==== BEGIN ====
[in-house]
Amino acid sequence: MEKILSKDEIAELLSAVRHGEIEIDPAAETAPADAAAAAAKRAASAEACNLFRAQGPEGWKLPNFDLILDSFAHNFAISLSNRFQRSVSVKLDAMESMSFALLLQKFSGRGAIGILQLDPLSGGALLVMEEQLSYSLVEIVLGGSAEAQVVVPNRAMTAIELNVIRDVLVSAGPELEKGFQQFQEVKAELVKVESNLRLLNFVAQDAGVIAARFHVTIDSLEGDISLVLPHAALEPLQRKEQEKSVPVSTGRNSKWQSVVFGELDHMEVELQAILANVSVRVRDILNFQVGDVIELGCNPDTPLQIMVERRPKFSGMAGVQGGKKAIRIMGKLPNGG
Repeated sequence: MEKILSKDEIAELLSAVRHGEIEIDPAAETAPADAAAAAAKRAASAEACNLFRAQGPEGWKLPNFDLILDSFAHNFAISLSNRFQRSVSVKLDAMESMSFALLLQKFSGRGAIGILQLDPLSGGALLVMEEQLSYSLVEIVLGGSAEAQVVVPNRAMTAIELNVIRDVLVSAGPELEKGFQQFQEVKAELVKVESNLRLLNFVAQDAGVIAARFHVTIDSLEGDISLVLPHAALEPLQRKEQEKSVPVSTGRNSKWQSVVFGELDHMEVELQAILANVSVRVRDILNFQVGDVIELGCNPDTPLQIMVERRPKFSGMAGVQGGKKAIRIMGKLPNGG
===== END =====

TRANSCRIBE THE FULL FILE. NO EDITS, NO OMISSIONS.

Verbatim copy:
[in-house]
Amino acid sequence: MEKILSKDEIAELLSAVRHGEIEIDPAAETAPADAAAAAAKRAASAEACNLFRAQGPEGWKLPNFDLILDSFAHNFAISLSNRFQRSVSVKLDAMESMSFALLLQKFSGRGAIGILQLDPLSGGALLVMEEQLSYSLVEIVLGGSAEAQVVVPNRAMTAIELNVIRDVLVSAGPELEKGFQQFQEVKAELVKVESNLRLLNFVAQDAGVIAARFHVTIDSLEGDISLVLPHAALEPLQRKEQEKSVPVSTGRNSKWQSVVFGELDHMEVELQAILANVSVRVRDILNFQVGDVIELGCNPDTPLQIMVERRPKFSGMAGVQGGKKAIRIMGKLPNGG
Repeated sequence: MEKILSKDEIAELLSAVRHGEIEIDPAAETAPADAAAAAAKRAASAEACNLFRAQGPEGWKLPNFDLILDSFAHNFAISLSNRFQRSVSVKLDAMESMSFALLLQKFSGRGAIGILQLDPLSGGALLVMEEQLSYSLVEIVLGGSAEAQVVVPNRAMTAIELNVIRDVLVSAGPELEKGFQQFQEVKAELVKVESNLRLLNFVAQDAGVIAARFHVTIDSLEGDISLVLPHAALEPLQRKEQEKSVPVSTGRNSKWQSVVFGELDHMEVELQAILANVSVRVRDILNFQVGDVIELGCNPDTPLQIMVERRPKFSGMAGVQGGKKAIRIMGKLPNGG